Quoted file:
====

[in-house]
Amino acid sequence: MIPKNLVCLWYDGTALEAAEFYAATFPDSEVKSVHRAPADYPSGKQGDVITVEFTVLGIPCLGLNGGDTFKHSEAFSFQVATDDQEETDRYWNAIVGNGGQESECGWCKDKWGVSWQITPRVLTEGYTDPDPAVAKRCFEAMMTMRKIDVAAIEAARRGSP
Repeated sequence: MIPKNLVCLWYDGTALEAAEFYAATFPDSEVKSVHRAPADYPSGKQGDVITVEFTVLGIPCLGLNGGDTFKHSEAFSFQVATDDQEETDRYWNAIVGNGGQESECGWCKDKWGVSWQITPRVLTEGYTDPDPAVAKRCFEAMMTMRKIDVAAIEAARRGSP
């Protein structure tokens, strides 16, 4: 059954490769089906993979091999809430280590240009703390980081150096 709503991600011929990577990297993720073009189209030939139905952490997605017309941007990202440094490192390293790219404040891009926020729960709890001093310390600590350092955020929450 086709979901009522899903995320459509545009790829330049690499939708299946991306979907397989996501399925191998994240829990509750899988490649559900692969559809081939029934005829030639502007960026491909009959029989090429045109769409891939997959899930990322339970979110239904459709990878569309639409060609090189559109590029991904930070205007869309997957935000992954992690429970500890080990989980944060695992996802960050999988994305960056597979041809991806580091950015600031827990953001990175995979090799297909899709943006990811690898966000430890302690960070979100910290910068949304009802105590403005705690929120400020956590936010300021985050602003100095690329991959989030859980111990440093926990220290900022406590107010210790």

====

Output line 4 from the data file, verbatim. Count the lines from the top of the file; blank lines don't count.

């Protein structure tokens, strides 16, 4: 059954490769089906993979091999809430280590240009703390980081150096 709503991600011929990577990297993720073009189209030939139905952490997605017309941007990202440094490192390293790219404040891009926020729960709890001093310390600590350092955020929450 086709979901009522899903995320459509545009790829330049690499939708299946991306979907397989996501399925191998994240829990509750899988490649559900692969559809081939029934005829030639502007960026491909009959029989090429045109769409891939997959899930990322339970979110239904459709990878569309639409060609090189559109590029991904930070205007869309997957935000992954992690429970500890080990989980944060695992996802960050999988994305960056597979041809991806580091950015600031827990953001990175995979090799297909899709943006990811690898966000430890302690960070979100910290910068949304009802105590403005705690929120400020956590936010300021985050602003100095690329991959989030859980111990440093926990220290900022406590107010210790």